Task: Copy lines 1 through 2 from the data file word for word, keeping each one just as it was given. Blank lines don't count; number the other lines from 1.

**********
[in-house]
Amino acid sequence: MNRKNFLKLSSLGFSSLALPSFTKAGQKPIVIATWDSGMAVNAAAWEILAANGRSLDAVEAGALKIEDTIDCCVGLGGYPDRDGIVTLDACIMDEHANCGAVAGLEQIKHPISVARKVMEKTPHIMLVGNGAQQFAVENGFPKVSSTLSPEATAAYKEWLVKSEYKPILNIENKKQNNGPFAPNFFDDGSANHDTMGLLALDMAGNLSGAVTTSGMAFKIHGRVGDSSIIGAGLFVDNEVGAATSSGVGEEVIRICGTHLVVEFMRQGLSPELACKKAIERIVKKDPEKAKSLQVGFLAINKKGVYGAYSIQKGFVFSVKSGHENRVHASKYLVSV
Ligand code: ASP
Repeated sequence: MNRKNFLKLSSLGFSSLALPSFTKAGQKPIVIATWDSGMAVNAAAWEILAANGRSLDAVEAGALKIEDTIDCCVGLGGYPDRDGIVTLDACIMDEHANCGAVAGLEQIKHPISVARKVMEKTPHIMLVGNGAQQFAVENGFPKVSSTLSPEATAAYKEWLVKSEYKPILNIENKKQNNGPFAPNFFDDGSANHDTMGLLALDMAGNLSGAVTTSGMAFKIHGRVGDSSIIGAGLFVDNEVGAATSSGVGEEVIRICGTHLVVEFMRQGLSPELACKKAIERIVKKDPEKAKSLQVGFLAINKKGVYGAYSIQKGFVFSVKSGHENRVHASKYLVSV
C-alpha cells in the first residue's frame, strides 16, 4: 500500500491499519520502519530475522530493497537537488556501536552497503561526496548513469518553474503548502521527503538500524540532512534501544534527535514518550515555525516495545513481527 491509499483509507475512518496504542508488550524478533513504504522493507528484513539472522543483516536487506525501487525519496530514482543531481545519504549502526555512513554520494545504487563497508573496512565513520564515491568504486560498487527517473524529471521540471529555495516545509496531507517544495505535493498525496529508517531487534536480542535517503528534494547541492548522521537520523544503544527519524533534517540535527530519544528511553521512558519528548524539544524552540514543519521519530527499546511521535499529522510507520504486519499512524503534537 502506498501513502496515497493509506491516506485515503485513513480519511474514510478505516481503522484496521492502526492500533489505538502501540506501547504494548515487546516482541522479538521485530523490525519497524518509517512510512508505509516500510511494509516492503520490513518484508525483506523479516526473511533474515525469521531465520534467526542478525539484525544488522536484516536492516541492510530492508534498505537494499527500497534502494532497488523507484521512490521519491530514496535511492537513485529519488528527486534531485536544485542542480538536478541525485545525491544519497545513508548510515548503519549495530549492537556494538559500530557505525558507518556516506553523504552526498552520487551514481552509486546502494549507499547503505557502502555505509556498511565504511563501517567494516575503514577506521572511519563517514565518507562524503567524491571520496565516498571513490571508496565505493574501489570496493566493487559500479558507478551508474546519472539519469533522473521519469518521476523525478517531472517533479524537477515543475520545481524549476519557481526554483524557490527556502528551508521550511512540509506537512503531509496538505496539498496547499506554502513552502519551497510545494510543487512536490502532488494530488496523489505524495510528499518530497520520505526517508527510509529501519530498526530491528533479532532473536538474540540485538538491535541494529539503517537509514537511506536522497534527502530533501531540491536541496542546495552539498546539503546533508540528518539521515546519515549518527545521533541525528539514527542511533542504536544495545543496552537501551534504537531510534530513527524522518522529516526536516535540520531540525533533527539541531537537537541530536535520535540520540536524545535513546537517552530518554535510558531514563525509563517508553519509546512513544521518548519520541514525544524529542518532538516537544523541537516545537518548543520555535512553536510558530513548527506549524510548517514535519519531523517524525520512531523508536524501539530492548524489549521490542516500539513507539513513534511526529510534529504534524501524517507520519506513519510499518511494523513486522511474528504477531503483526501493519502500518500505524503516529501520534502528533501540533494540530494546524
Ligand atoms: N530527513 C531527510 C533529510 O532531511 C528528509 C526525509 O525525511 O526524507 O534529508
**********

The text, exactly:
[in-house]
Amino acid sequence: MNRKNFLKLSSLGFSSLALPSFTKAGQKPIVIATWDSGMAVNAAAWEILAANGRSLDAVEAGALKIEDTIDCCVGLGGYPDRDGIVTLDACIMDEHANCGAVAGLEQIKHPISVARKVMEKTPHIMLVGNGAQQFAVENGFPKVSSTLSPEATAAYKEWLVKSEYKPILNIENKKQNNGPFAPNFFDDGSANHDTMGLLALDMAGNLSGAVTTSGMAFKIHGRVGDSSIIGAGLFVDNEVGAATSSGVGEEVIRICGTHLVVEFMRQGLSPELACKKAIERIVKKDPEKAKSLQVGFLAINKKGVYGAYSIQKGFVFSVKSGHENRVHASKYLVSV